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Re: Feduccia ORIGIN



At 12:57 PM 1/9/97 -0500, Caitlin Kiernan wrote:

>In its entirety, in the proper context of Fediccia's argument, it does make
>sense. That's not to say he's right or that I'm accept the argument as valid.
>He isn't saying that an "already-flying" animal is required for the
>development of feathers, but that feathers evolved not from a
>short-forelimbed, cusorial predator (such as an early dinosaur), but from an
>arboreal, long-forelimbed diapsid.

However, Feduccia (and, to be fair, many others) cannot separate the
"ground-up"/"trees-down" debate from the "dinosaur"/"weird-ass Triassic
diapsid" debate.  Feduccia would reject as nonsense birds coming from any
dinosaur, even if it were possible that small coelurosaurs climbed in trees
(and were thus arboreal, long-forelimbed diapsid).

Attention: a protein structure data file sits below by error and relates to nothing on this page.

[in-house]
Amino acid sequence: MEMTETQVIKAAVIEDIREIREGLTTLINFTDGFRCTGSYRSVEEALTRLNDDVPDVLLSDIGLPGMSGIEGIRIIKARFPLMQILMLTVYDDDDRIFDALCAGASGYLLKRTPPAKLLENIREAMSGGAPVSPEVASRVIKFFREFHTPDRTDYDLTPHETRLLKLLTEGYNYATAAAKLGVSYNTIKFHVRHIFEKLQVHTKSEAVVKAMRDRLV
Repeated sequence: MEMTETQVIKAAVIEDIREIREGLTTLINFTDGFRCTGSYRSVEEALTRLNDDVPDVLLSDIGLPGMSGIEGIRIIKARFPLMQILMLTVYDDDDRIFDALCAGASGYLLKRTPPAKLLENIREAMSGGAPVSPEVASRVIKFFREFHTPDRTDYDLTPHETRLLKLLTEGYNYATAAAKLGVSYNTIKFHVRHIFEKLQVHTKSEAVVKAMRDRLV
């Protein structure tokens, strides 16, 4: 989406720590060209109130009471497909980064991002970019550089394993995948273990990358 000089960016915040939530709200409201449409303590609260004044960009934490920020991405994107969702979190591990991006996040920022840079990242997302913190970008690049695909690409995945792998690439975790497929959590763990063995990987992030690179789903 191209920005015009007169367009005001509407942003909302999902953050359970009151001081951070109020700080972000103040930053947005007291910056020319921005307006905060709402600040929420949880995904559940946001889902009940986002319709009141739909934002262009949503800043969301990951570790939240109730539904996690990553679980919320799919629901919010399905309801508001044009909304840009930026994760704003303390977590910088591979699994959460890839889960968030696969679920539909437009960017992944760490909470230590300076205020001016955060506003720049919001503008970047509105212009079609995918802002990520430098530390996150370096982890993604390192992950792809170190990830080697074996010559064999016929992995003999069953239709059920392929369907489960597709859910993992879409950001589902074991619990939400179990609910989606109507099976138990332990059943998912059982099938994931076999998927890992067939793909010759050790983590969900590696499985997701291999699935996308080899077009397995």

>He's saying that it's difficult (and perhaps impossible) to
>construct a sound model whereby feathers evolved in a ground-up
>scenario.

And thus?  Just because we haven't constructed a model for a particular
origin scenario does not mean that we don't have profound anatomical
evidence supporting particular phylogenetic relationships.

Would our understanding that humans, chimps, and gorillas are closer
relatives be any less secure if we didn't have the various functional
origin-of-humans models to choose from?  The morphological (and molecular,
and behavioral) data are there to support the relationship, regardless of
the origin scenario(s) favored at present.

Thomas R. Holtz, Jr.
Vertebrate Paleontologist     Webpage: http://www.geol.umd.edu
Dept. of Geology              Email:th81@umail.umd.edu
University of Maryland        Phone:301-405-4084
College Park, MD  20742       Fax:  301-314-9661

"To trace that life in its manifold changes through past ages to the present
is a ... difficult task, but one from which modern science does not shrink.
In this wide field, every earnest effort will meet with some degree of
success; every year will add new and important facts; and every generation
will bring to light some law, in accordance with which ancient life has been
changed into life as we see it around us to-day."
        --O.C. Marsh, Vice Presidential Address, AAAS, August 30, 1877